Being a vintage psychedelic rock fan living in New Jersey, I was naturally curious to see what psych groups existed in the state during the 60s/70s. This lead me to the rare, psych-blooze-country sounds of The Flying Dogs of Jupiter (from Westfield, NJ). I’m now very excited to see what else I can find onContinue reading “The Flying Dogs of Jupiter (New Jersey Psychedelic Blues Rock)”
The days are getting longer, warmer and far busier as we enter June of 2018. RCU will soon be moving its physical location (its spiritual location is still up for debate) and the ‘To Review’ pile is as large as ever. So here’s a quick run down of some of the most interesting stuff that’sContinue reading “Tingo Tongo Tapes, The Dwarfs of East Agouza and Psychedelic Vietnam: June Round Up”
The British Folk Revival of the 1960’s and 1970’s is rich with enigmatic artists that had either gone completely unnoticed during their lifetime or had simply vanished after gaining a small following and releasing a few albums. Artists whose shadowy histories have become just as important to their legend as their music is. Shelagh McDonaldContinue reading “Fall Flashback Folk Friday: Shelagh McDonald”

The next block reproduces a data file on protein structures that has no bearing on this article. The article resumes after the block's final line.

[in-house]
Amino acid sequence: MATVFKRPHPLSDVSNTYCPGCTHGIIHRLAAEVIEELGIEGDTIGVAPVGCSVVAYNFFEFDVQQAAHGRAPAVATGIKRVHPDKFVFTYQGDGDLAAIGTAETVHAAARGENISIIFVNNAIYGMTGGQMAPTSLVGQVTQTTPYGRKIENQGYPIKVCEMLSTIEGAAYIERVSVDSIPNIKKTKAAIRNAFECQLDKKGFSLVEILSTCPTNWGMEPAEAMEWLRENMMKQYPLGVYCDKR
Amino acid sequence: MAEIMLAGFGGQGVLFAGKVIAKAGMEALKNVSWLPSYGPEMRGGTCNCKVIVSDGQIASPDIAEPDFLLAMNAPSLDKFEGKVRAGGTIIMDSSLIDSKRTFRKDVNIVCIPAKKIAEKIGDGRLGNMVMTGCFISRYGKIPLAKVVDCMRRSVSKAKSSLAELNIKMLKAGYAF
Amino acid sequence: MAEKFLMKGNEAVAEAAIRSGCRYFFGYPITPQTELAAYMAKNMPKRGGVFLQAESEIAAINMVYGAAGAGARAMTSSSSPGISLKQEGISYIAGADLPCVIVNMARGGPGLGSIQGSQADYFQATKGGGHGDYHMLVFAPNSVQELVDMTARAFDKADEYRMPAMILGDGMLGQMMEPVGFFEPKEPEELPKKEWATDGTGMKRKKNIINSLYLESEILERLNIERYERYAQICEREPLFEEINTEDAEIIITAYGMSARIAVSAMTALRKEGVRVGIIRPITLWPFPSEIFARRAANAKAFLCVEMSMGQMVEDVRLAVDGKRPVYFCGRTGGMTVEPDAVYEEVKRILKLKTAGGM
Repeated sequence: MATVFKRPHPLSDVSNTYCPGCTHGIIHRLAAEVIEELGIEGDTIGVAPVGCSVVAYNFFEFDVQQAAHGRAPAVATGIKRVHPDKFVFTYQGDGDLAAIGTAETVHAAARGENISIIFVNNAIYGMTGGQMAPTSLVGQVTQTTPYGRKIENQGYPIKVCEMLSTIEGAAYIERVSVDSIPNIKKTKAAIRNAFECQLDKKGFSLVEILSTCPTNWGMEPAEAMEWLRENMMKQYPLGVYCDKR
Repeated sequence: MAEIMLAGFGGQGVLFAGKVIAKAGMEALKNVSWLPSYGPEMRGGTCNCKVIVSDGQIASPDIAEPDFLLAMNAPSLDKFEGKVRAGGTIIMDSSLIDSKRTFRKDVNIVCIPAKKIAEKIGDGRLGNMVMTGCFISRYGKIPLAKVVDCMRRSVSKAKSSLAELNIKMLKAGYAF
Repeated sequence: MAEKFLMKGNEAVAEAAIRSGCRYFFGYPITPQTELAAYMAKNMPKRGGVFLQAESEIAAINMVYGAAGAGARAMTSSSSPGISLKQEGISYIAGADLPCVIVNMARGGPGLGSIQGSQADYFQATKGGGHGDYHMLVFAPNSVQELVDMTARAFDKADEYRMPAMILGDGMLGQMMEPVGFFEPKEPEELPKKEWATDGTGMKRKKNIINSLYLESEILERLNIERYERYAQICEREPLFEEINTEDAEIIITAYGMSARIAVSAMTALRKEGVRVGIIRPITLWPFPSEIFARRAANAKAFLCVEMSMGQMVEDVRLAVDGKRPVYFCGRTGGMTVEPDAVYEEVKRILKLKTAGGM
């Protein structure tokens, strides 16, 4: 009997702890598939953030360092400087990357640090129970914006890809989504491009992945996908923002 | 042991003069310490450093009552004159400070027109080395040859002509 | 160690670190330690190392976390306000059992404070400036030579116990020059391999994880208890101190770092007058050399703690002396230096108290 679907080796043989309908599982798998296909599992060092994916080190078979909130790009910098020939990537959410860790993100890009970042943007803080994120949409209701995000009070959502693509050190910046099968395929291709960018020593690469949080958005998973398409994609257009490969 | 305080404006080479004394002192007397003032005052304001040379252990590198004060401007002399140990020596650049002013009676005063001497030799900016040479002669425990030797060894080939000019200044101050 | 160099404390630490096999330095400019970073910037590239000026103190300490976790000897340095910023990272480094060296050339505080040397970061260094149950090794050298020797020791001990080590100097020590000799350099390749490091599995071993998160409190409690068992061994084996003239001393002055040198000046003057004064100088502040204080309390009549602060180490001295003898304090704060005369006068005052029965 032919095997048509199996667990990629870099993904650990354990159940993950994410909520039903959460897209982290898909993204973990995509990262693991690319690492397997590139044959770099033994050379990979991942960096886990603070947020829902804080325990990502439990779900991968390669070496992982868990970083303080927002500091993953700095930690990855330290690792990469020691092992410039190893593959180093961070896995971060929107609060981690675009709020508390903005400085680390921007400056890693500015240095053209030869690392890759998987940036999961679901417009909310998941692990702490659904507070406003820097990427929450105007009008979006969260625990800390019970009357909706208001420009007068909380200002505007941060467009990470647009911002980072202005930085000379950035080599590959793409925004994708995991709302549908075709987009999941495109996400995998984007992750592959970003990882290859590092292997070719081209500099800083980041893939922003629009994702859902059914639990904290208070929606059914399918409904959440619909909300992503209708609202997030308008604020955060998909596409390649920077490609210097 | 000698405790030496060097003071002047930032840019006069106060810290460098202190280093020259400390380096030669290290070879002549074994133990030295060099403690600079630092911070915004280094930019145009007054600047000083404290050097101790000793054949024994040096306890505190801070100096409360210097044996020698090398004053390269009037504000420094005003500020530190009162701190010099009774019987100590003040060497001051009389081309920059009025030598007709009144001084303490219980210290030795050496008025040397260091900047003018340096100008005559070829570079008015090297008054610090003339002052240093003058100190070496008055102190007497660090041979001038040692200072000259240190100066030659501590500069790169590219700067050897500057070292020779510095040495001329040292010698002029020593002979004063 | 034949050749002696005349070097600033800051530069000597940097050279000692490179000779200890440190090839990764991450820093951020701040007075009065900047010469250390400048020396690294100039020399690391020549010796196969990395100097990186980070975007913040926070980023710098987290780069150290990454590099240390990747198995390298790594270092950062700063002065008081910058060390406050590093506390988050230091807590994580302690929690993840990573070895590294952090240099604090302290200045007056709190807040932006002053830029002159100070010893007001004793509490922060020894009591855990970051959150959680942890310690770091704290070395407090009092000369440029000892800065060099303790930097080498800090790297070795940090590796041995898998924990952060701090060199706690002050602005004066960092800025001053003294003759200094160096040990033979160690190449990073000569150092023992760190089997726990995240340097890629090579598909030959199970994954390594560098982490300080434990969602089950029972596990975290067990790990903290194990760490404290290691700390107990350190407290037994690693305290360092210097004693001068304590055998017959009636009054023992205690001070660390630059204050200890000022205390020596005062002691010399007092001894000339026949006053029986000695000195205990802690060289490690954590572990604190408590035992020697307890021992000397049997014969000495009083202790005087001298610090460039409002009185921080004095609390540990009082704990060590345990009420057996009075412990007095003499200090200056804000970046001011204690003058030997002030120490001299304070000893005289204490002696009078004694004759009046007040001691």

Beyond maybe Oriental Sunshine and Magic Carpet, The Moths possibly produced the mellowest of all of the ‘60s/’70s psychedelic folk records. Comprised of five Hull University students, The Moths (who’re also sometimes referred to as just ‘Moths’) developed a small local following with their warmly relaxed bucolic sound. The band’s style is somewhat reminiscent ofContinue reading “Fall Flashback Folk Fridays: The Moths”
This one’s been a favorite of mine for a long time but its relative obscurity has always bewildered me. Steve Ashley is today known for being a fine British singer-songwriter in his own right as well as being a former member of The Albion Country Band and Ragged Robin. Although not released until 1974, Ashley’sContinue reading “Fall Flashback Folk Fridays: Steve Ashley- Stroll On”
Is there anything more rocking than this video of Bo Diddley blasting through “Hey! Bo Diddley” on stage in 1973? Drop what you’re doing and absorb this awe-inspiring clip from the underrated Let the Good Times Roll documentary.
Check out this amazing video of the late great and always impressive Judee Sill live at USC in 1973. Thanks to Canal de cinelover for uploading it.